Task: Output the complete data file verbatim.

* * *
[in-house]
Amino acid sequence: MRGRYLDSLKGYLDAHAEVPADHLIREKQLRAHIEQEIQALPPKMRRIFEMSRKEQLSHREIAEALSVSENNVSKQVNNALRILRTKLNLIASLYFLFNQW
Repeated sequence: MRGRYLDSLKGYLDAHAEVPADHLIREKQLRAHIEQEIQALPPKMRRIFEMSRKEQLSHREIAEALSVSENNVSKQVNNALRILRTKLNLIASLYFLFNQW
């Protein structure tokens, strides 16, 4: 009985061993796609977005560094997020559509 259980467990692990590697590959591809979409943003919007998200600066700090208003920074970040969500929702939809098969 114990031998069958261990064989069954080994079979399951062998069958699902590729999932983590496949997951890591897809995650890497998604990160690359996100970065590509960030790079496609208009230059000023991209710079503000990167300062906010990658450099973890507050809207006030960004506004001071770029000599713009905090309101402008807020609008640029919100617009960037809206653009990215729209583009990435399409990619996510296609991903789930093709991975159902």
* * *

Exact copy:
[in-house]
Amino acid sequence: MRGRYLDSLKGYLDAHAEVPADHLIREKQLRAHIEQEIQALPPKMRRIFEMSRKEQLSHREIAEALSVSENNVSKQVNNALRILRTKLNLIASLYFLFNQW
Repeated sequence: MRGRYLDSLKGYLDAHAEVPADHLIREKQLRAHIEQEIQALPPKMRRIFEMSRKEQLSHREIAEALSVSENNVSKQVNNALRILRTKLNLIASLYFLFNQW
């Protein structure tokens, strides 16, 4: 009985061993796609977005560094997020559509 259980467990692990590697590959591809979409943003919007998200600066700090208003920074970040969500929702939809098969 114990031998069958261990064989069954080994079979399951062998069958699902590729999932983590496949997951890591897809995650890497998604990160690359996100970065590509960030790079496609208009230059000023991209710079503000990167300062906010990658450099973890507050809207006030960004506004001071770029000599713009905090309101402008807020609008640029919100617009960037809206653009990215729209583009990435399409990619996510296609991903789930093709991975159902």